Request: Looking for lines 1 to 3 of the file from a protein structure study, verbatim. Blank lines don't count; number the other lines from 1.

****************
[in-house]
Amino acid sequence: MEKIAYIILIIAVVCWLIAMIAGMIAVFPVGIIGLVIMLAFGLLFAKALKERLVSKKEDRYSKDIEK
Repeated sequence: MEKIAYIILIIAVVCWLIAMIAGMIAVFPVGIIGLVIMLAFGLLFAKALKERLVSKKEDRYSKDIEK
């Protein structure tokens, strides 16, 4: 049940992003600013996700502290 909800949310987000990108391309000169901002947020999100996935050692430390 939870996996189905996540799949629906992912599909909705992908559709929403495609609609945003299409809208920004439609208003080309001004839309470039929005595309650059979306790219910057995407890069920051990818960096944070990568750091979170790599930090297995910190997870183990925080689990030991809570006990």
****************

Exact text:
[in-house]
Amino acid sequence: MEKIAYIILIIAVVCWLIAMIAGMIAVFPVGIIGLVIMLAFGLLFAKALKERLVSKKEDRYSKDIEK
Repeated sequence: MEKIAYIILIIAVVCWLIAMIAGMIAVFPVGIIGLVIMLAFGLLFAKALKERLVSKKEDRYSKDIEK